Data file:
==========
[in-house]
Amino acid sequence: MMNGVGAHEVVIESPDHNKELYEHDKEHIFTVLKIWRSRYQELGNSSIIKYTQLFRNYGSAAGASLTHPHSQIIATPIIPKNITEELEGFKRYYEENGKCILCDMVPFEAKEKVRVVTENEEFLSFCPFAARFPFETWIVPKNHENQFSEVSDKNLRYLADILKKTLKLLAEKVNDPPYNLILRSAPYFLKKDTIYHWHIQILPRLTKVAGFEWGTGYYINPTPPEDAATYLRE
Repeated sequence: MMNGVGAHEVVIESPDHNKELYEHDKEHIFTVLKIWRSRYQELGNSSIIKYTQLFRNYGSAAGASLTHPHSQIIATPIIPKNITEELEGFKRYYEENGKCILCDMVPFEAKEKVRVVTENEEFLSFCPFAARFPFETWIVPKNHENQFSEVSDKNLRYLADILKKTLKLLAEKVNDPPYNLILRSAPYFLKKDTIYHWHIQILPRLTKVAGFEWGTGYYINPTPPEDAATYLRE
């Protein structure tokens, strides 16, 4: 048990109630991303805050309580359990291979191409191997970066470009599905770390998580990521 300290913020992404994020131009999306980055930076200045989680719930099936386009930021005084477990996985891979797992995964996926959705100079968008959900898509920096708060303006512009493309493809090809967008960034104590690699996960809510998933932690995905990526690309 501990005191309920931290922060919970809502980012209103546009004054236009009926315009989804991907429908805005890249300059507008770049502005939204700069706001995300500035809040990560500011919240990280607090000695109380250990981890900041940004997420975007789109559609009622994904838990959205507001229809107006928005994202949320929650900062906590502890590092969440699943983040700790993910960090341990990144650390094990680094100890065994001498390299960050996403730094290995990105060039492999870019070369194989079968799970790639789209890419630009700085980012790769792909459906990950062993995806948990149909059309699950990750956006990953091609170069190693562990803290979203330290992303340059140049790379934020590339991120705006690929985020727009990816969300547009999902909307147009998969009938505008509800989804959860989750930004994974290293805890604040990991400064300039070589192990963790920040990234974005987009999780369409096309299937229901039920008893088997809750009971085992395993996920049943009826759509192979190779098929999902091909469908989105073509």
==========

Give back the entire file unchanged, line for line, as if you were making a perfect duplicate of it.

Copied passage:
[in-house]
Amino acid sequence: MMNGVGAHEVVIESPDHNKELYEHDKEHIFTVLKIWRSRYQELGNSSIIKYTQLFRNYGSAAGASLTHPHSQIIATPIIPKNITEELEGFKRYYEENGKCILCDMVPFEAKEKVRVVTENEEFLSFCPFAARFPFETWIVPKNHENQFSEVSDKNLRYLADILKKTLKLLAEKVNDPPYNLILRSAPYFLKKDTIYHWHIQILPRLTKVAGFEWGTGYYINPTPPEDAATYLRE
Repeated sequence: MMNGVGAHEVVIESPDHNKELYEHDKEHIFTVLKIWRSRYQELGNSSIIKYTQLFRNYGSAAGASLTHPHSQIIATPIIPKNITEELEGFKRYYEENGKCILCDMVPFEAKEKVRVVTENEEFLSFCPFAARFPFETWIVPKNHENQFSEVSDKNLRYLADILKKTLKLLAEKVNDPPYNLILRSAPYFLKKDTIYHWHIQILPRLTKVAGFEWGTGYYINPTPPEDAATYLRE
């Protein structure tokens, strides 16, 4: 048990109630991303805050309580359990291979191409191997970066470009599905770390998580990521 300290913020992404994020131009999306980055930076200045989680719930099936386009930021005084477990996985891979797992995964996926959705100079968008959900898509920096708060303006512009493309493809090809967008960034104590690699996960809510998933932690995905990526690309 501990005191309920931290922060919970809502980012209103546009004054236009009926315009989804991907429908805005890249300059507008770049502005939204700069706001995300500035809040990560500011919240990280607090000695109380250990981890900041940004997420975007789109559609009622994904838990959205507001229809107006928005994202949320929650900062906590502890590092969440699943983040700790993910960090341990990144650390094990680094100890065994001498390299960050996403730094290995990105060039492999870019070369194989079968799970790639789209890419630009700085980012790769792909459906990950062993995806948990149909059309699950990750956006990953091609170069190693562990803290979203330290992303340059140049790379934020590339991120705006690929985020727009990816969300547009999902909307147009998969009938505008509800989804959860989750930004994974290293805890604040990991400064300039070589192990963790920040990234974005987009999780369409096309299937229901039920008893088997809750009971085992395993996920049943009826759509192979190779098929999902091909469908989105073509």